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Tough TB Responds to Drug Treatment

<p>Joe DeCapua</p>


October 22, 2012

Audio: Tough TB Responds to Drug Treatment

An antibiotic used to treat severe infections shows promise against a very resistant and deadly form of tuberculosis. XDR-TB is resistant to at least four of the drugs used most often against the disease.

Extensively drug resistant tuberculosis - or XDR-TB - is still considered rare, although cases have been reported in nearly 80 countries. Health officials believe the number of XDR-TB cases is underreported because there’s no specific test for it.

It can be cured, but the odds against that happening are often quite high. It can kill quickly, especially if a person is co-infected with HIV, the virus that causes AIDS.

Dr. Ray Chen, a staff clinician at the National Institute of Allergy and Infectious Diseases, says XDR-TB is the next step after MDR-TB, or multi-drug resistant tuberculosis, which is a lot more common.

“That’s been a known problem for many years, primarily as a result of people who don’t take their drugs well. And then the tuberculosis bug slowly develops resistance to the drugs that are used,” he said.

MDR-TB is resistant to two of the top line drugs used for standard tuberculosis therapy. When the disease becomes resistant to two additional first-line drugs, it’s upgraded to XDR-TB.

“It came to world attention in 2006 in a study in South Africa where a number of patients were found to have this extensive resistance to tuberculosis drugs, and they had a very high mortality rate. And so it became recognized as a major problem for tuberculosis,” he said.

In fact, the mortality rate was as high at 90 percent in patients also infected with HIV.

Standard TB treatment can take up to six months. MDR-TB treatment can last between 18 and 24 months.

So researchers knew that more drugs were needed to tackle the various forms of TB.  They had heard of some informal studies using the drug linezolid on TB patients with some success. But there was no formal study.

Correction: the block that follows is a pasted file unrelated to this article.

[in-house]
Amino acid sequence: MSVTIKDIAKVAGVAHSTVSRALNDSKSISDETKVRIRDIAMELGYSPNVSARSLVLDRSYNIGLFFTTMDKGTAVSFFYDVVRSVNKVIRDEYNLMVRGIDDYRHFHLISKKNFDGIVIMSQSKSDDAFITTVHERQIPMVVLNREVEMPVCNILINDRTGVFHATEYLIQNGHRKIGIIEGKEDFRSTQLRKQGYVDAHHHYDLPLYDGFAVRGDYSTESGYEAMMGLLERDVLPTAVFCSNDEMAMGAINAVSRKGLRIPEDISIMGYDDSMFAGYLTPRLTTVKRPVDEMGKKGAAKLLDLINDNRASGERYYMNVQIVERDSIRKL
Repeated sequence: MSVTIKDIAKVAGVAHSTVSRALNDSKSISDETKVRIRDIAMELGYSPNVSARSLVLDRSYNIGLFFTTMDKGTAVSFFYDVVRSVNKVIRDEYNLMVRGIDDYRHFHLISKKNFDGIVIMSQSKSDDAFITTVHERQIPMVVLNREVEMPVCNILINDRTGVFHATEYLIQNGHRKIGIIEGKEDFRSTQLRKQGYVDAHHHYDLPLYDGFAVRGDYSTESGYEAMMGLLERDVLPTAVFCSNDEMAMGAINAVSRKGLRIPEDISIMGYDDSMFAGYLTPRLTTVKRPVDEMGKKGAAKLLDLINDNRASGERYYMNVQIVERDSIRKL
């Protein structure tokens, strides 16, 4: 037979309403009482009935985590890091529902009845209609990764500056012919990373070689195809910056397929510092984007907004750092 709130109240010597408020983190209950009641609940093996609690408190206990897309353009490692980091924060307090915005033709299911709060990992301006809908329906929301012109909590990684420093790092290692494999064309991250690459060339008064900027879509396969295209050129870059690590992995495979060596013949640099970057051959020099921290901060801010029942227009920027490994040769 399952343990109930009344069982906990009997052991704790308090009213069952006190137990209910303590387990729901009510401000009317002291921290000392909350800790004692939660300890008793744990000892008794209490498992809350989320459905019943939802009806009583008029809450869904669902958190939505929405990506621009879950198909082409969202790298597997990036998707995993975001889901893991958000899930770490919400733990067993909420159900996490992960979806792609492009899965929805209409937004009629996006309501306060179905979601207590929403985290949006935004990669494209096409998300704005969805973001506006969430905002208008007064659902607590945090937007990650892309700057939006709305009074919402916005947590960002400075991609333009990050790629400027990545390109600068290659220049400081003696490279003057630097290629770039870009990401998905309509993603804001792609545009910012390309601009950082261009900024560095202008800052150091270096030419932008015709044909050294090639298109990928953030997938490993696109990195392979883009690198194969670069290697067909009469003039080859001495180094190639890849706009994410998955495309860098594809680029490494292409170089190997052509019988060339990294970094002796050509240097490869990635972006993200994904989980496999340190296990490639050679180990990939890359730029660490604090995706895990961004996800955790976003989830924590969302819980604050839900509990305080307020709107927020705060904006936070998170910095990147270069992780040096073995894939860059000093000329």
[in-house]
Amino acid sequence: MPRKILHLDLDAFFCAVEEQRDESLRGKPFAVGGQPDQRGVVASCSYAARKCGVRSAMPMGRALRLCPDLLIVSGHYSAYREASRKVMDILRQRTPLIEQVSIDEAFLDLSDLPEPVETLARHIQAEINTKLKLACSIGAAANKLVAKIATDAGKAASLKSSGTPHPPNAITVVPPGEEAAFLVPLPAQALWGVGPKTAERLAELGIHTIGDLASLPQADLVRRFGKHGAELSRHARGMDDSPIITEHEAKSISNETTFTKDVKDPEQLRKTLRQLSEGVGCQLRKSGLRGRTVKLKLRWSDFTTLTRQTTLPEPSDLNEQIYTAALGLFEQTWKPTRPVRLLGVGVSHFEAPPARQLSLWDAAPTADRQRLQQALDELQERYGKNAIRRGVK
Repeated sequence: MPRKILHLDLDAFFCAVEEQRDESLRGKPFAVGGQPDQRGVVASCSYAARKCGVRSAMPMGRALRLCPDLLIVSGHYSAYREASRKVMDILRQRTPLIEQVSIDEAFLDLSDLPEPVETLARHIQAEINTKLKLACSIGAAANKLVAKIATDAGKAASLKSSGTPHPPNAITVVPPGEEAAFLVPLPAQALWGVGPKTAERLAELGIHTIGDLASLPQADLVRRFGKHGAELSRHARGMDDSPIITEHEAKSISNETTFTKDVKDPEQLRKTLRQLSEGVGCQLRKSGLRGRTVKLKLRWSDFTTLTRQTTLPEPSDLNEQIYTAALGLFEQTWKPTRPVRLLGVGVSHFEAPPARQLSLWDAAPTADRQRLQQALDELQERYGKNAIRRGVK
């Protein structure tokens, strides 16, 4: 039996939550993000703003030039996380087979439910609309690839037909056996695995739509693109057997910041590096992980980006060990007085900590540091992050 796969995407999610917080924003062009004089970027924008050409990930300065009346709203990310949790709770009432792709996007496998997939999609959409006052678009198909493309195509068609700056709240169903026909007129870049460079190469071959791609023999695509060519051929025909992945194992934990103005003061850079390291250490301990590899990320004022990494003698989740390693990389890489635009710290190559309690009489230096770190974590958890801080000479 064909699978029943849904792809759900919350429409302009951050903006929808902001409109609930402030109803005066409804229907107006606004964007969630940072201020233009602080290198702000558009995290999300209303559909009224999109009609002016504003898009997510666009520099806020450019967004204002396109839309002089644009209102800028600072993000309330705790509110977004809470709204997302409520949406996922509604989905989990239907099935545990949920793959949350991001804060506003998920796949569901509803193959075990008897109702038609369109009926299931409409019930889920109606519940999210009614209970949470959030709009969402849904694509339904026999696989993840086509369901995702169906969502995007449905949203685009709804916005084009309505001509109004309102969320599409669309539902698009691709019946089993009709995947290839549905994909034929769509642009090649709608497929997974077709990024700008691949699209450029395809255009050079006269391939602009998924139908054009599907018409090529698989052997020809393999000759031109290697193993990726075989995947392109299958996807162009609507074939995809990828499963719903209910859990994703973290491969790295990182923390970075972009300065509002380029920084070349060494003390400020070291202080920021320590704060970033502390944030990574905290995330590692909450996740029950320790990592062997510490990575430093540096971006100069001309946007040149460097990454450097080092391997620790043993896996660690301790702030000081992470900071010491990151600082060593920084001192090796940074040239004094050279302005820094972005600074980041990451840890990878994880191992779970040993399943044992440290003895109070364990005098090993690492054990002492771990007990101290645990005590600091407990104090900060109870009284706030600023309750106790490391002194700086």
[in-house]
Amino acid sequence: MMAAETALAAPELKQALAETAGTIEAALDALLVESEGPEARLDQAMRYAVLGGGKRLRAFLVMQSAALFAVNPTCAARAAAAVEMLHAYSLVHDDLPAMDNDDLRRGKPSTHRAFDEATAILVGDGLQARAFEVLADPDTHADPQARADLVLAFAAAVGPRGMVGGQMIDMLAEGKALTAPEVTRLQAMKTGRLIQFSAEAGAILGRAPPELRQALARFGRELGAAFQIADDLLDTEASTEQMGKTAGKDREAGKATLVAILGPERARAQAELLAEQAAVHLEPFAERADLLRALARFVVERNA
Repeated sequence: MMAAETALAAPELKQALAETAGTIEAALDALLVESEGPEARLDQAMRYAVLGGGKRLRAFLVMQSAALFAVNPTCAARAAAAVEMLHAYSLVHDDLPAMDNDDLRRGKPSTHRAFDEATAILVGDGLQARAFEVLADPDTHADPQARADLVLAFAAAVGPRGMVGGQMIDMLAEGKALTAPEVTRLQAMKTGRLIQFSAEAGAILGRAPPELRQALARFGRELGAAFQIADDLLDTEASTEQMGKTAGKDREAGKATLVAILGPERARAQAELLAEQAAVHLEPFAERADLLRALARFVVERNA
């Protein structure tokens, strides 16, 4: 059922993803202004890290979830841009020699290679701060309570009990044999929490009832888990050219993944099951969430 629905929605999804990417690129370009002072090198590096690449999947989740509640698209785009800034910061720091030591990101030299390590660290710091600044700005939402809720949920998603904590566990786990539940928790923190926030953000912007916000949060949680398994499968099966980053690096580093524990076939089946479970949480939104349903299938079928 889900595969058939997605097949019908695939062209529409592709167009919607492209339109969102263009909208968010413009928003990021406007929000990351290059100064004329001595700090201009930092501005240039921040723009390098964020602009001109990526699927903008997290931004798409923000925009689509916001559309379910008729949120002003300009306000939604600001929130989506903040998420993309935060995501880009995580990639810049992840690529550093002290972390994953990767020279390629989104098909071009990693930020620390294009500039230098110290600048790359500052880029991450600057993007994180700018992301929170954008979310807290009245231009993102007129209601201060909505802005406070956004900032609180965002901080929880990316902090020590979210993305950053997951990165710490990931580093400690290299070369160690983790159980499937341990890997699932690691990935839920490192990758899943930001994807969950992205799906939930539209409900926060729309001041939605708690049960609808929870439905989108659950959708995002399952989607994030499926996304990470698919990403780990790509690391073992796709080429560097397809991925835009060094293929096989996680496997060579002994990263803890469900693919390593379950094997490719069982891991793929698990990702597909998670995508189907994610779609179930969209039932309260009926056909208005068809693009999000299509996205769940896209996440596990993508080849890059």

Linezolid is a drug that’s already on the market and it’s approved for the use of resistant bacteria, which we call gram-positive bacteria that don’t respond to typical antibiotics.

To find out, researchers tested linezolid on 41 patients with XDR-TB. The patients already had been treated for six months with the best TB drugs available, but failed to respond. Chen said linezolid was added to their regimen.

“We found that adding the linezolid had a significant effect and that most of the patients converted their sputum from showing tuberculosis to not having tuberculosis in the sputum by six months. About 87 percent of the patients became negative for tuberculosis within six months. So it showed a very good response,” he said.

That’s the good news. The bad news is many of the patients suffered severe side effects. These include nerve problems with hands and feet going numb. There were also eye problems and abnormalities with red and white blood cells. Use of the drug was stopped before any of the patients suffered permanent damage.

As a result, Chen said more studies are needed to determine whether it can safely be used on a large-scale in combination with other drugs. He also says new, potent antibiotics will be coming on the market and these may be tested on TB, as well.



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